Rusutsu ski resort review

View of Mt Yotei from Rusutsu

Rusutsu Overview

Rusutsu kicks ass. It’s in the same neighbourhood as Niseko (on a clear day they’re visible from one another across the flank of Mount Yotei) so gets the same awesome snow, but it isn’t nearly as busy so you get more of that lovely dry powder to yourself!

Mountain stats
Highest lifted point: 994m
Lowest skiable point: 400m
Vertical drop: 524m*
Lifts: 18
Runs: 37
Total run length: 42km
Longest run: 3.5km
Ski area size: 523 hectares

(* = max vertical drop available for a single run; not the same as the difference between the highest and lowest points, as those are in two different areas and not directly connected by skiable terrain)

Homepage and piste map

Skiing at Rusutsu

As with most Hokkaido resorts, the terrain at Rusutsu ( ルスツ ) isn’t particularly steep or challenging; yet it has the best tree skiing I’ve ever experienced (along with Teine). If you’re staying in Sapporo, I’d always recommended Rusutsu as a day-trip ahead of Niseko – it’s a bit closer so you waste less time on the bus, and I always had a much better day at Rusutsu than I did at Niseko. On the other hand, if you’re staying in Niseko I’d recommend taking at least one day to head over to Rusutsu – you can usually arrange a transfer through your accommodation in Niseko, or you can just use the public Donan Bus ( 道南バス ). Another option is to hit Rusutsu en route from Niseko to Sapporo, taking the morning Donan bus, shoving your stuff in a locker at Rusutsu while you hit the slopes, and then taking the evening bus from Rusutsu to Sapporo station – schedule here, but make sure to double check the departure time at the customer service desk before you start riding!. I did this on a short Hokkaido ski tour while I was living in Kyoto (a tour with a very eventful return leg featuring a cancelled ferry, a scissor-wielding lunatic, and the grave of a legendary hero)

A downside to Rusutsu is that it probably isn’t a very good place to stay. There isn’t really a resort there, just a couple of massive hotels; if you’re on a budget then it definitely isn’t an option, but even if you do stay there it’s probably extremely boring once you finish riding for the day. The weird and wonderful stuff in the main base area hotel (an ersatz Swiss Alpine village, various themed restaurants and shops selling random tat, and a demonic singing tree) is quite amusing while you’re waiting for the bus back to Sapporo, but probably not for much longer than that!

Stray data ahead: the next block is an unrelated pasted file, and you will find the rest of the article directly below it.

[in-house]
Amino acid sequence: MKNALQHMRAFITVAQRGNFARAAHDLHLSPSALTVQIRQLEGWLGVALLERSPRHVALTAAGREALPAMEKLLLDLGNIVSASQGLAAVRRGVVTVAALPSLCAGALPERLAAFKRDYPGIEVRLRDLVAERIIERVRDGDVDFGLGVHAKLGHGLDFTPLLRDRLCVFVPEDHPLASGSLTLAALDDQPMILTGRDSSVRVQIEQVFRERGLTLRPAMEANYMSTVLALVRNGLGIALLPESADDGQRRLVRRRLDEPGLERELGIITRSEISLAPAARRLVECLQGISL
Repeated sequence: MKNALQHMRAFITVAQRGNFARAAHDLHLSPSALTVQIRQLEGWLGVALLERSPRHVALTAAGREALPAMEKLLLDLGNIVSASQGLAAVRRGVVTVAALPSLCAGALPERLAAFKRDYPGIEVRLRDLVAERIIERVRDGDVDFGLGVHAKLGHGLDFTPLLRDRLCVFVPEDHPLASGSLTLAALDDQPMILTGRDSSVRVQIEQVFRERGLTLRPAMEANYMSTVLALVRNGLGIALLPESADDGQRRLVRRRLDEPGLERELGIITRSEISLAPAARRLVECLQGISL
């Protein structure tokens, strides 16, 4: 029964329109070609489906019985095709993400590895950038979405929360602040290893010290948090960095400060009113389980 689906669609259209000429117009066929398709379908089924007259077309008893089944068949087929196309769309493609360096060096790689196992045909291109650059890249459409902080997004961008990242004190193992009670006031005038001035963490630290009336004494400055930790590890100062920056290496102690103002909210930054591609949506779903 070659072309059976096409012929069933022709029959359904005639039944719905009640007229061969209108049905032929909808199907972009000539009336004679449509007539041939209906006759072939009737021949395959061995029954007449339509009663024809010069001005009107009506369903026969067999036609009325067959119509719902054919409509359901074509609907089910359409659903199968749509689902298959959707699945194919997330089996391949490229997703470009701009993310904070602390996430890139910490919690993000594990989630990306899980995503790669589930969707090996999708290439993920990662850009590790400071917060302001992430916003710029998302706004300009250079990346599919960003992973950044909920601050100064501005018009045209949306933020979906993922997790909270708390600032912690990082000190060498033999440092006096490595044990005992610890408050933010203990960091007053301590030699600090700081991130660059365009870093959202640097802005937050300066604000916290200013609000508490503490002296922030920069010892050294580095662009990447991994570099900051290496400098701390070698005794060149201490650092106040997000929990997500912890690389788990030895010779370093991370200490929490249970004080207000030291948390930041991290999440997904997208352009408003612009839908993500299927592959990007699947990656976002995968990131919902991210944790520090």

The ersatz Alpine village inside the Rusutsu hotel

The weird Swiss village scene in the hotel

Sweet powder spots at Rusutsu

The sweet spots you want to be hitting are basically anywhere through the trees on Mount Isola; cutting into the trees from the top lift station down to the bottom of the no.3 and no.4 quad chairs will see you floating in deep pow and putting in lovely big turns through the nicely spaced trees.

Rusutsu access information

Coming from Sapporo, get the combo bus & lift ticket from the tourist information travel desk in JR Sapporo station (north-west corner of the main concourse). From Niseko, ask your accommodation if they can arrange transfers, or use the local Donan Bus.

Summary

Rusutsu isn’t a place for a challenging day’s riding, but it’s an absolutely brilliant place for that heavenly feeling all riders crave of floating in the driest and fluffiest of powder, with off-piste freshies available all day long. It has never let me down.

Resources and Useful Links for Riding at Rusutsu

Search Agoda for hotel deals in Sapporo, and the hotels at Rusutsu are here.

Travel insurance with snow sports cover from World Nomads. Their flexible insurance can be bought even if you’re already in Japan – I once found out the hard way (in Thailand) how important this can be!

Homepage and piste map

Snow Forecast for Rusutsu (snow-forecast.com does exactly what it says on the tin – my go to for accurate snow forecasts!)

Use Hyperdia to work out the train schedules in Japan (guide to using Hyperdia here)

Click the banner to pre-order a JR Pass for a 40-dollar saving (read more on whether you should get a JR Pass):

JR pass banner

Have you been to Rusutsu? What did you think? Does my information need updating? Do you have any questions about skiing in Hokkaido? Leave a comment below!

This page contains affiliate links i.e. if you use them to book accommodation or purchase travel insurance, 4corners7seas will receive a commission from Agoda or World Nomads; this commission comes out of their profit margin at no extra cost to you. I’m linking to them because I know, use, and trust their products. If you’ve found this page helpful, please consider using my links; thank you in advance should you choose to do so!


Leave a Reply

You have to agree to the comment policy.

*

Top